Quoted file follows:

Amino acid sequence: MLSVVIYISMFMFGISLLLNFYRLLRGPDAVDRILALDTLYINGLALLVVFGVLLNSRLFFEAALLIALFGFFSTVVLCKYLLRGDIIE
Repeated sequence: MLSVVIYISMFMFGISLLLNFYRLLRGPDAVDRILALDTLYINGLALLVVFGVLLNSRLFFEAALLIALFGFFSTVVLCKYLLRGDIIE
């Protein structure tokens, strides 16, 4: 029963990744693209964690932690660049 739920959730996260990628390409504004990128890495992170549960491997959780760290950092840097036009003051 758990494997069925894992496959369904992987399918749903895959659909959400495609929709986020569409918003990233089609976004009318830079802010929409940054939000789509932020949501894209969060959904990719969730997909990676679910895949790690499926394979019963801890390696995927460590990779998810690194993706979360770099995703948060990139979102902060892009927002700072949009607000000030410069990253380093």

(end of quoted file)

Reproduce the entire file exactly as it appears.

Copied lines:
Amino acid sequence: MLSVVIYISMFMFGISLLLNFYRLLRGPDAVDRILALDTLYINGLALLVVFGVLLNSRLFFEAALLIALFGFFSTVVLCKYLLRGDIIE
Repeated sequence: MLSVVIYISMFMFGISLLLNFYRLLRGPDAVDRILALDTLYINGLALLVVFGVLLNSRLFFEAALLIALFGFFSTVVLCKYLLRGDIIE
């Protein structure tokens, strides 16, 4: 029963990744693209964690932690660049 739920959730996260990628390409504004990128890495992170549960491997959780760290950092840097036009003051 758990494997069925894992496959369904992987399918749903895959659909959400495609929709986020569409918003990233089609976004009318830079802010929409940054939000789509932020949501894209969060959904990719969730997909990676679910895949790690499926394979019963801890390696995927460590990779998810690194993706979360770099995703948060990139979102902060892009927002700072949009607000000030410069990253380093």